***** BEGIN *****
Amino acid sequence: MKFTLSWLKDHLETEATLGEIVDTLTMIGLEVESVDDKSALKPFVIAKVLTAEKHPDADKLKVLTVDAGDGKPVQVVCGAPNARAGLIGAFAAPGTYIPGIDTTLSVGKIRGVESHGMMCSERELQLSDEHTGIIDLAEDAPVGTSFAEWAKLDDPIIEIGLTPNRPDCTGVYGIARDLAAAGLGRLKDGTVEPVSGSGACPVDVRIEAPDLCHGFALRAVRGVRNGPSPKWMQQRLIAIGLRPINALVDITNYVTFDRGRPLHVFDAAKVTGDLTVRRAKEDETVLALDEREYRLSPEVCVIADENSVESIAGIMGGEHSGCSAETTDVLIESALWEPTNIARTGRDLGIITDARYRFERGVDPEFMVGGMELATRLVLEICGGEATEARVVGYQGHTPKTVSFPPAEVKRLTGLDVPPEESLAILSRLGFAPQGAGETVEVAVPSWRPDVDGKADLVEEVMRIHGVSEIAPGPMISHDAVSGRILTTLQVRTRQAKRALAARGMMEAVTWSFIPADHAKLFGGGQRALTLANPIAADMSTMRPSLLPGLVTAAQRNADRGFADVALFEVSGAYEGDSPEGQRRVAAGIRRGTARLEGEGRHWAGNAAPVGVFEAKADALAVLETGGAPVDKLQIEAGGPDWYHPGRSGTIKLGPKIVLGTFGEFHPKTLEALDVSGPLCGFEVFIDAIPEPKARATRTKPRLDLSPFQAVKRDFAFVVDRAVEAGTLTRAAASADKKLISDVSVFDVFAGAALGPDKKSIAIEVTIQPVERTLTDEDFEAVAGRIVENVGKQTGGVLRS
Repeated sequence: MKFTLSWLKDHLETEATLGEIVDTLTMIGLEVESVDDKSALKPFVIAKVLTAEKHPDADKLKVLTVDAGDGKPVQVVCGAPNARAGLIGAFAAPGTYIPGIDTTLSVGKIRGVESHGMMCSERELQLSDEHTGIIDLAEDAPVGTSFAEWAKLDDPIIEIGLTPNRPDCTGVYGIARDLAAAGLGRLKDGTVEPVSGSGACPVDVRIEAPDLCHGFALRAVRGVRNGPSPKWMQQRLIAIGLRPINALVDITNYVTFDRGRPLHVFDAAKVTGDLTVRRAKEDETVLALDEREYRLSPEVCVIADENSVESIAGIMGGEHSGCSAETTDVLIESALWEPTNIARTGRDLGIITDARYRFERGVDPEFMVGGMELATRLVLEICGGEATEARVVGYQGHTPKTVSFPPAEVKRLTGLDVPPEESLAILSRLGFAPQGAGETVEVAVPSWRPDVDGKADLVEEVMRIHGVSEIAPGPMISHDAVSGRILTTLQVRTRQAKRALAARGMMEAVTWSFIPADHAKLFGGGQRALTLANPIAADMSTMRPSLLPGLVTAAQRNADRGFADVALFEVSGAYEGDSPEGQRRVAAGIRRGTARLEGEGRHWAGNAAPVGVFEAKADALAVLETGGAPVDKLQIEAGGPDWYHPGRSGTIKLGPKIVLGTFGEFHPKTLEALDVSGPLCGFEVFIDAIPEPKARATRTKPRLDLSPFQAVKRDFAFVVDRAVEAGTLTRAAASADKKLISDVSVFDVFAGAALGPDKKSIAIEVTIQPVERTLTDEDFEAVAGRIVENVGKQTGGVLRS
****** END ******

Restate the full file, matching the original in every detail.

Amino acid sequence: MKFTLSWLKDHLETEATLGEIVDTLTMIGLEVESVDDKSALKPFVIAKVLTAEKHPDADKLKVLTVDAGDGKPVQVVCGAPNARAGLIGAFAAPGTYIPGIDTTLSVGKIRGVESHGMMCSERELQLSDEHTGIIDLAEDAPVGTSFAEWAKLDDPIIEIGLTPNRPDCTGVYGIARDLAAAGLGRLKDGTVEPVSGSGACPVDVRIEAPDLCHGFALRAVRGVRNGPSPKWMQQRLIAIGLRPINALVDITNYVTFDRGRPLHVFDAAKVTGDLTVRRAKEDETVLALDEREYRLSPEVCVIADENSVESIAGIMGGEHSGCSAETTDVLIESALWEPTNIARTGRDLGIITDARYRFERGVDPEFMVGGMELATRLVLEICGGEATEARVVGYQGHTPKTVSFPPAEVKRLTGLDVPPEESLAILSRLGFAPQGAGETVEVAVPSWRPDVDGKADLVEEVMRIHGVSEIAPGPMISHDAVSGRILTTLQVRTRQAKRALAARGMMEAVTWSFIPADHAKLFGGGQRALTLANPIAADMSTMRPSLLPGLVTAAQRNADRGFADVALFEVSGAYEGDSPEGQRRVAAGIRRGTARLEGEGRHWAGNAAPVGVFEAKADALAVLETGGAPVDKLQIEAGGPDWYHPGRSGTIKLGPKIVLGTFGEFHPKTLEALDVSGPLCGFEVFIDAIPEPKARATRTKPRLDLSPFQAVKRDFAFVVDRAVEAGTLTRAAASADKKLISDVSVFDVFAGAALGPDKKSIAIEVTIQPVERTLTDEDFEAVAGRIVENVGKQTGGVLRS
Repeated sequence: MKFTLSWLKDHLETEATLGEIVDTLTMIGLEVESVDDKSALKPFVIAKVLTAEKHPDADKLKVLTVDAGDGKPVQVVCGAPNARAGLIGAFAAPGTYIPGIDTTLSVGKIRGVESHGMMCSERELQLSDEHTGIIDLAEDAPVGTSFAEWAKLDDPIIEIGLTPNRPDCTGVYGIARDLAAAGLGRLKDGTVEPVSGSGACPVDVRIEAPDLCHGFALRAVRGVRNGPSPKWMQQRLIAIGLRPINALVDITNYVTFDRGRPLHVFDAAKVTGDLTVRRAKEDETVLALDEREYRLSPEVCVIADENSVESIAGIMGGEHSGCSAETTDVLIESALWEPTNIARTGRDLGIITDARYRFERGVDPEFMVGGMELATRLVLEICGGEATEARVVGYQGHTPKTVSFPPAEVKRLTGLDVPPEESLAILSRLGFAPQGAGETVEVAVPSWRPDVDGKADLVEEVMRIHGVSEIAPGPMISHDAVSGRILTTLQVRTRQAKRALAARGMMEAVTWSFIPADHAKLFGGGQRALTLANPIAADMSTMRPSLLPGLVTAAQRNADRGFADVALFEVSGAYEGDSPEGQRRVAAGIRRGTARLEGEGRHWAGNAAPVGVFEAKADALAVLETGGAPVDKLQIEAGGPDWYHPGRSGTIKLGPKIVLGTFGEFHPKTLEALDVSGPLCGFEVFIDAIPEPKARATRTKPRLDLSPFQAVKRDFAFVVDRAVEAGTLTRAAASADKKLISDVSVFDVFAGAALGPDKKSIAIEVTIQPVERTLTDEDFEAVAGRIVENVGKQTGGVLRS